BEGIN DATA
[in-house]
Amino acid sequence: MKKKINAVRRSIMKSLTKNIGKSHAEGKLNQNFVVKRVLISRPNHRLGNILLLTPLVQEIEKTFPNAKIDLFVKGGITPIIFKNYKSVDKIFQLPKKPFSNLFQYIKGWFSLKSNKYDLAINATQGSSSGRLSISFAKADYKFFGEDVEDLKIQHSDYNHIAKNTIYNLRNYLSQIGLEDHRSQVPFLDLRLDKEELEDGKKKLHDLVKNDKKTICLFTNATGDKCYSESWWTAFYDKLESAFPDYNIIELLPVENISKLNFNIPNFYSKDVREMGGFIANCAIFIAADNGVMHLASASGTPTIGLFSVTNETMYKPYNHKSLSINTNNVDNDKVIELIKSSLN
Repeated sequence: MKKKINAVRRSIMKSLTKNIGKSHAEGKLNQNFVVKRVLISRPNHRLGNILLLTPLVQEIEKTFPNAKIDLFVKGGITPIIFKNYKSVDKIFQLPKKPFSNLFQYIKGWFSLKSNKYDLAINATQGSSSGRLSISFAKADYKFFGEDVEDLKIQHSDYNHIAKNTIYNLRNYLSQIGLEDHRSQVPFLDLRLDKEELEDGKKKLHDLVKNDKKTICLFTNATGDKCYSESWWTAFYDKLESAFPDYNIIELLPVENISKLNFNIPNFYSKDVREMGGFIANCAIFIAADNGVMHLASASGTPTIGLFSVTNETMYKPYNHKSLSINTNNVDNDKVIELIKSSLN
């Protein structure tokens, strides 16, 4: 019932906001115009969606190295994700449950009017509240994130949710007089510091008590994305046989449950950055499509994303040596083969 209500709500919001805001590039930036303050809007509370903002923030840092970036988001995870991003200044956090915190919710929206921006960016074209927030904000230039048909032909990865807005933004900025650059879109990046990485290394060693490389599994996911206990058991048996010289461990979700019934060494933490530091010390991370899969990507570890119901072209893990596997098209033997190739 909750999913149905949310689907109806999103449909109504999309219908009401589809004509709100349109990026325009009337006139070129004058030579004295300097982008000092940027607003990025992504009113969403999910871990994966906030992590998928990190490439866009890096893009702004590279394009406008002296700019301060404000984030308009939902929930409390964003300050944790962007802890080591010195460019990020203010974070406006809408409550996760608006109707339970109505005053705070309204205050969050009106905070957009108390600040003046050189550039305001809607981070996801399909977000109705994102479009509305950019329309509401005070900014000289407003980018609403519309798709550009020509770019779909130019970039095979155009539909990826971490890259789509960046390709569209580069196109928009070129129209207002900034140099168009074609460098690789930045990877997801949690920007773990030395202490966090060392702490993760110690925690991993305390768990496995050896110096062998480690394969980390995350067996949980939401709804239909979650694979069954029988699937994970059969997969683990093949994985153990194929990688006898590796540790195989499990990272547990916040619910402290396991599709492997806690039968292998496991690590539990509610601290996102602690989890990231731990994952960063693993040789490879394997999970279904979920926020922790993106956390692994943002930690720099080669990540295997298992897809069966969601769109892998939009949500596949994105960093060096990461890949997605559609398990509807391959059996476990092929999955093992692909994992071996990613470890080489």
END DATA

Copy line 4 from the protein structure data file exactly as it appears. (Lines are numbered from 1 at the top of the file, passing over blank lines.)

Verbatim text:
């Protein structure tokens, strides 16, 4: 019932906001115009969606190295994700449950009017509240994130949710007089510091008590994305046989449950950055499509994303040596083969 209500709500919001805001590039930036303050809007509370903002923030840092970036988001995870991003200044956090915190919710929206921006960016074209927030904000230039048909032909990865807005933004900025650059879109990046990485290394060693490389599994996911206990058991048996010289461990979700019934060494933490530091010390991370899969990507570890119901072209893990596997098209033997190739 909750999913149905949310689907109806999103449909109504999309219908009401589809004509709100349109990026325009009337006139070129004058030579004295300097982008000092940027607003990025992504009113969403999910871990994966906030992590998928990190490439866009890096893009702004590279394009406008002296700019301060404000984030308009939902929930409390964003300050944790962007802890080591010195460019990020203010974070406006809408409550996760608006109707339970109505005053705070309204205050969050009106905070957009108390600040003046050189550039305001809607981070996801399909977000109705994102479009509305950019329309509401005070900014000289407003980018609403519309798709550009020509770019779909130019970039095979155009539909990826971490890259789509960046390709569209580069196109928009070129129209207002900034140099168009074609460098690789930045990877997801949690920007773990030395202490966090060392702490993760110690925690991993305390768990496995050896110096062998480690394969980390995350067996949980939401709804239909979650694979069954029988699937994970059969997969683990093949994985153990194929990688006898590796540790195989499990990272547990916040619910402290396991599709492997806690039968292998496991690590539990509610601290996102602690989890990231731990994952960063693993040789490879394997999970279904979920926020922790993106956390692994943002930690720099080669990540295997298992897809069966969601769109892998939009949500596949994105960093060096990461890949997605559609398990509807391959059996476990092929999955093992692909994992071996990613470890080489």